The point I am trying to make is that the concept of "pleasure" that we feel while doing certain things is a mechanism that nature has developed to get us to do the things that nature wants us to do. For example, nature wants us to reproduce, therefore sex is pleasant. On a less extreme level, we experience subtle but no less intense pleasure when doing more common things, such as tinkering with a car engine, or fixing something in your home, or finding a good buy. When we use expressions like "it was better than sex" we are trying to describe these intense feelings of pleasure we get from doing things that are not commonly thought of as pleasurable. Much of the satisfaction we derive from doing various things is a chemical reward mechanism set up by millions of years of programming, designed to get us to behave in ways that maximize our survival chances. Pleasure is the equivalent of a biological AI. Unlike computers, human code is hard-wired in our brain architecture. And our brain architecture is built on top of the foundation architecture of many previous animal families, such as primates, early mammals and before them lizards. The software (what we learn from while we grow up) is only written on top of the operating system (the chemicals swimming in our head) that runs on an architecture that was designed millions of years ago.
Nature designed "play" to help us survive. In order to get us to play, nature makes it a pleasant experience. However, nature wants us to play specific games, games that will be useful to our survival. For animals, these games are pretty straightforward. For us, tool using, social hairless monkeys, it's a little more complex.
Humans have various complex survival behaviors and particularly men and women have different survival mechanisms designed around our particularly strange (as far as other animals are concerned) lifestyle. One of these mechanisms is hunting behavior. Meat was (and still is!) one of our main sources of food in prehistory (take a good look at your own teeth and check out the incisors, these are not for chewing cud). Unfortunately meat doesn't grow in the ground, and it tries not to be eaten, so humans (in particular men) developed hunting skills: These include throwing things (ballistic skills) aiming sharp objects at things, running down animals, navigating the land, making hunting tools, setting traps, spotting hidden "game" (interesting word): in short a whole range of hand-eye, spatial and coordination skills. When men use these skills they are rewarded with sensations of pleasure (our chemical AI at work). Another pleasurable activity is working in a group of men to hunt. There is a considerable degree of pleasure derived from participating in a team hunt or its modern equivalent (sports, corporation, platoon). Spectator sports are so popular with men (even though there is no physical activity) because of the pleasure associated with the illusion of being with a team (online-games also give the same kick). It's hard for women to understand the pleasure men get from hunting activities and hunting socialization because they themselves are not chemically rewarded for these things. For men, the pleasure is not associated with being in a group (unlike women), it's in participating in a group objective. Action games are written to give that sensation of both hunting and being in a team. This is much of the reason why women are not as numerous in computer games. Men derive pleasure from games that "flip their switch" because these games are designed by men. And it is such a strong kick that a lot of men prefer action games to a bunch of other activities. Sometimes it can be better than sex. Well, maybe not, but pretty damn close.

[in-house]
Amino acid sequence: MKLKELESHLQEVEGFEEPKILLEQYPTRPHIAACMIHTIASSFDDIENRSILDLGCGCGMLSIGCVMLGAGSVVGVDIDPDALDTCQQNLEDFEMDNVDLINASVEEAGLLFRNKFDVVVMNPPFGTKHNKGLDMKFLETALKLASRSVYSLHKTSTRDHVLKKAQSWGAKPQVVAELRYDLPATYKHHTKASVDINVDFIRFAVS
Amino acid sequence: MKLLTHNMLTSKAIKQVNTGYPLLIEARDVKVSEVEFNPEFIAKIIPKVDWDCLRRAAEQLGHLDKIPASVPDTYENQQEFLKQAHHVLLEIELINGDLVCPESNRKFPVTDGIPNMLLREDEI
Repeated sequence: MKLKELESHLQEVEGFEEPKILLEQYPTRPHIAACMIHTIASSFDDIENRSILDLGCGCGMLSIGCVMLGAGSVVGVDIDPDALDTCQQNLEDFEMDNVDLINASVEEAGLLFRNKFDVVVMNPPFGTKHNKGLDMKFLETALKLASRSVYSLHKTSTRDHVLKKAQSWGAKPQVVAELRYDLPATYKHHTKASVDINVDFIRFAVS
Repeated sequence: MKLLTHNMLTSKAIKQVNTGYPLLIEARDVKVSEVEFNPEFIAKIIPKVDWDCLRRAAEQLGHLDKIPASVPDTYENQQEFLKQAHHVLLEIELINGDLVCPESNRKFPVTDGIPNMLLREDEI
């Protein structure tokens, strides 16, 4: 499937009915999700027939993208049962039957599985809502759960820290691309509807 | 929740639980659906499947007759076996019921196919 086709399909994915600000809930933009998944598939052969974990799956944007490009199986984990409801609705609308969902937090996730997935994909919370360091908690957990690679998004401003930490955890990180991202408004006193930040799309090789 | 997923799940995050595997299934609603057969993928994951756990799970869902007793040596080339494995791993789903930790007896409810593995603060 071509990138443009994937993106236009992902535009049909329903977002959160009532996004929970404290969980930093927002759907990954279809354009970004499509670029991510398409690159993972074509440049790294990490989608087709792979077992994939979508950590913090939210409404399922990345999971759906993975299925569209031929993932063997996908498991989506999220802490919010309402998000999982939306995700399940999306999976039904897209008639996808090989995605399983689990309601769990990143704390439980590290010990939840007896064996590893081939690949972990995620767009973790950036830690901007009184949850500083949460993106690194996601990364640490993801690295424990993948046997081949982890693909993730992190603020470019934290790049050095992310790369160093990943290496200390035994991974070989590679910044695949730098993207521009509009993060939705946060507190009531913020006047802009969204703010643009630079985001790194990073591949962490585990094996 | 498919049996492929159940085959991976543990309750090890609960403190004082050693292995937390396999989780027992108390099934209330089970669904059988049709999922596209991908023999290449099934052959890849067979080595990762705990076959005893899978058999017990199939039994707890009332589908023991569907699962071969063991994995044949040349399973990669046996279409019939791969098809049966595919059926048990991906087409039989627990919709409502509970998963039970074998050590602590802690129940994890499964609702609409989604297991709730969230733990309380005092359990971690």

Unfortunately (or fortunately, depending on your point of view) there are very few ways that men can (legally) get their hunting kick in modern society. There are few avenues for men to exercise that instinctive behavior safely and without consequence. We don't have to kill our food, we don't fight wars that often (when we do it's usually too terrifying to enjoy) and we generally don't work with our hands. Sports are the most common way men exercise this urge, but it's an abstraction of hunting, and largely a social activity. There are all kinds complications involved in playing organized sports, and plus it's damn tiring. Computer games, in particular, action computer games are the safe substitute for hunting/combat, and instead of abstracting a hunting atmosphere like sports, they simulate it directly without much fuss or things getting in the way of the action. Plus there is the added bonus that you don't have to be in shape and you can drink beer while your doing it. Men are born with these instincts, and we itch to use them. Games allow us to use them without bringing civilization to its knees. But once again, these games are designed to please men.